Sunday, 30 December 2012

Betwixt times…

'Tis the season of betwixt times, you want to be jolly but you’re kind of bored, you crave normality, then you don’t. It’s the festive mood swings and for me it starts around 4ish on that day after Boxing Day. It’s not that you’re miserable exactly; it’s more that you feel a bit intense. What have you done? What did you want to do? Will you do the things you didn’t do in the coming year?

So watching ‘The Hunchback of Notre Dame’, although a classic, didn’t help. Nor did ‘The Elephant Man’ funnily enough. ‘The Snowman and the Snowdog’ was light relief (nothing I like more than kids crying and burying pets) There was no extended family to distract from intense times due to a plague on their house and my immediates love me well enough to let me crouch in the corner and just get on with it.

Don’t get me wrong, I love Christmas, it’s just this festive no man’s land which leaves me a bit like a coiled spring or, more sinisterly, a praying mantis.  So I watched ‘The Girl’. 

Was Alfred Hitchcock really that horrid? I assume someone checked. A tale of a man's vanity and obsession with beauty, there were bits I liked and bits I squirmed at. It seems ‘hell hath no fury’ when it comes to an overweight movie mogul; he ruined the beautiful Tippi’s career. It’s still on iplayer and I think it’s worth a watch. Sienna Miller’s wardrobe was a feast for the eyes. Aside from that it was predictable.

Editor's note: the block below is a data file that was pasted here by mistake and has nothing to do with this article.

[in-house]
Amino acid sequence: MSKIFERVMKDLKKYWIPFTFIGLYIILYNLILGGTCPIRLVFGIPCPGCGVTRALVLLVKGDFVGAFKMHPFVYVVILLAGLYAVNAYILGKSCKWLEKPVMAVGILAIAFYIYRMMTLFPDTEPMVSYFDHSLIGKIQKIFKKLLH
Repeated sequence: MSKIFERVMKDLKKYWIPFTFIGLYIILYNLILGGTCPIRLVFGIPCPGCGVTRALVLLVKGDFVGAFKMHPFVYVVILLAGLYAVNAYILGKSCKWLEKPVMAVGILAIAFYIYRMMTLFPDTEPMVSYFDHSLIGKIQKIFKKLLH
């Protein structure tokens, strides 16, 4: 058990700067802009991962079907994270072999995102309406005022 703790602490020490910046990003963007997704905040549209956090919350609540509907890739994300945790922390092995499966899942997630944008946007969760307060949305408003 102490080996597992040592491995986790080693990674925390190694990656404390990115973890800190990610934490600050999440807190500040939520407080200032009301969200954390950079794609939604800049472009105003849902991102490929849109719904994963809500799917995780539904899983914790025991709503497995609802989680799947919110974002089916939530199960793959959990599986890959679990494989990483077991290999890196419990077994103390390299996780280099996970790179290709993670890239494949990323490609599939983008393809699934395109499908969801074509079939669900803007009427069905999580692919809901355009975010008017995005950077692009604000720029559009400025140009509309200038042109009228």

So honey traps and cold war later (keeping it jolly) ‘The Hour’ was marvellous, but seemingly I procrastinated far too long on whether to review it, it’s now not available on iplayer.

I enjoyed this so much more than the first series, mostly as the three characters I liked but felt weren’t explained got more to say in the second series, the beautiful fakery of the Maddons’ marriage and Lix Storm. Hector Maddon went full circle from a darker side right back round to a husband prepared to accept his wife’s pregnancy from another man, the said ‘Marnie’ was much more her own woman and far less the dutiful 50s housewife.

 Lix Storm (did someone do that ‘what’s your porn name?’ conundrum to name her character) who’s personal life and tragedy was hinted at in the first series by her claim, ‘I have not danced since the 40s’, and her excessive smoking and drinking produced a heart breaking scene in the final episode that stole the show for me.

Amazing what you kind find on youtube, here’s the clip. If you don’t feel teary, you’re clearly a robot.   A massive applause please, for Peter Capaldi’s obsessive-compulsive Randall Brown and the wonderfully un-duckface performance of Anna Chancellor as Lix in this scene.

And to really uplift us, Pulp has a new song (but kind of not), all smartened up by James Murphy of LCD Soundsystem into a veritable booty call at many supermarkets.  That Jarvis knows how to glam up a pop song. What does it sound like? Kind of catchy, maybe don’t put on Disco 2000 or Common People straight after so as to give you time to acclimatise.

In other news, I nearly forgot about this one earlier in December. I love Tiga ‘very very’ when he does funny. How did they manage to avoid the giggle loop doing this, it’s a fruit pastel challenge to not watch it to the end people. Biggup to Kraftwerk too.

2012 is coming to a close ladies and gents. xxx

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